Salem Community Hospital Teen Volunteers would like to thank the sponsors of the 2013 Healthy Steps 5K race. Because of these sponsors we were able to raise money to benefit both the Salem Community Hospital's Charitable Foundation and the Salem Community Center STOMP children's fitness program.

This year's gold sponsor was Salem Walmart; other sponsors include Donnell Ford-Lincoln of Salem, Salem Giant Eagle, BOC Water Hydraulics, Salem Radiologists, Gordon Brothers Water, and Subway. Thanks again to all the sponsors for partnering with us to make this a successful event!

DEANNA HARDY,

Salem

Displeased with lack of leadership, transparency

To the editor:

With the country plagued with one scandal after another and the president doing nothing but displaying his only defenses his uncanny ability to sweet talk, minimize the issue and devoid himself of any blame, this lack of positive leadership is having its toll on our domestic and foreign policy.

Our president doesn't appear willing or able to make decisions. With the exception of his frenzied effort to force his Obamacare down our throat, he has accomplished little in his five years in office.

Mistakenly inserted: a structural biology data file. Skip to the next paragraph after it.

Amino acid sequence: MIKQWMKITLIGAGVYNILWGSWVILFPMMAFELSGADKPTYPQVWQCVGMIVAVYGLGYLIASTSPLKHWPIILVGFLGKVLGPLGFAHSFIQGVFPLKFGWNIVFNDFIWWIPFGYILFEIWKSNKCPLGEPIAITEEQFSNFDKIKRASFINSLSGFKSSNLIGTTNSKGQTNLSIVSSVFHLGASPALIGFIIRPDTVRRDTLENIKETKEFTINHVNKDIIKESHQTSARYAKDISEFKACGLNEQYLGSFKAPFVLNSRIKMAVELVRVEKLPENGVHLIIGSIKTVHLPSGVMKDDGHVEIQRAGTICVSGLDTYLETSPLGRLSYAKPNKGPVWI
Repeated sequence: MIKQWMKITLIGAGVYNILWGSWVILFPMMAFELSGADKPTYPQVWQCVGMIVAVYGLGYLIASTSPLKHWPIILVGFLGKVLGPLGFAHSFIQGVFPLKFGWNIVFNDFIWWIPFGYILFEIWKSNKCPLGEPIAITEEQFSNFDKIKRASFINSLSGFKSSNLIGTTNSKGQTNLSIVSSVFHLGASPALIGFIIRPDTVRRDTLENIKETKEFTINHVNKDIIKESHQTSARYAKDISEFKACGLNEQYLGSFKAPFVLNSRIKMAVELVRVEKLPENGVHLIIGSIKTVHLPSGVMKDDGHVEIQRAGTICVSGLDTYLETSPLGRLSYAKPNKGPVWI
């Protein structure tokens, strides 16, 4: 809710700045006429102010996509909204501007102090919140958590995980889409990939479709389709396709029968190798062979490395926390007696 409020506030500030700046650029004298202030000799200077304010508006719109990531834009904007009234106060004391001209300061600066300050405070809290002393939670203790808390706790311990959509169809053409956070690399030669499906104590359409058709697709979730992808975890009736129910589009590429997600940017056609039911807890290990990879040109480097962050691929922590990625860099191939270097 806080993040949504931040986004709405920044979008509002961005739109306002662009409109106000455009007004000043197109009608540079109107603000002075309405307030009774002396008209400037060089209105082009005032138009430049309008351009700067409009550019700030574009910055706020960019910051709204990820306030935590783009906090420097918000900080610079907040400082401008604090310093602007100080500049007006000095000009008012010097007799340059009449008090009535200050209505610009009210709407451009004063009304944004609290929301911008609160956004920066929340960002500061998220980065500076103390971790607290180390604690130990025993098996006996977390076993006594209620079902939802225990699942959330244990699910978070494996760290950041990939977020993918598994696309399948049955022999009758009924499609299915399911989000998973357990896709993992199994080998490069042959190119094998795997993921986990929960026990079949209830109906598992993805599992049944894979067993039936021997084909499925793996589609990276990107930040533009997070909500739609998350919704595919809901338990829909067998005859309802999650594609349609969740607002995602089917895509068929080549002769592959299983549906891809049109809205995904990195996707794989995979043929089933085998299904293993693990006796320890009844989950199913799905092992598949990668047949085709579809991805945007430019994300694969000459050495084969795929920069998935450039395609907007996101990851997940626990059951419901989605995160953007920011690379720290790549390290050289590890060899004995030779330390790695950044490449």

Due to his indecisions and postponement on issues involving foreign policy we are fast losing respect from our friends and allies and gaining contempt from our enemies.

Obama prior to his first election spoke often of the lack of transparency in government and his administration promise of change with complete transparency. I would like to hear a reporter ask the president the question "What happened to the transparency you promised the American people?

As for those scandals that are ripping our government and country apart, I am at an impasse on whom we can depend on to clean up this unholy mess. With the department heads of the IRS, FBI, the State Department and the president all uttering those words I don't know. I don't remember. I'll have to get back to you. Someone has got to give.

There will be no healing until we hear the truth, which seems to be a lost art with our leaders in Washington. We are fed up with the continuous procrastination coming from those people. No democratic government can survive when its people are deprived of government activities, they have a right to know. This will lead to a enlarged government and a continued loss of our personal freedom. How loud a wake-up call will it take before the president and his bunch will start leveling with American people?

LEON J. WHITE,

Columbiana

Generation Y heading to dead end of spectrum

To the editor:

Aristotle once said "The educated differ from the uneducated as the living differ from the dead."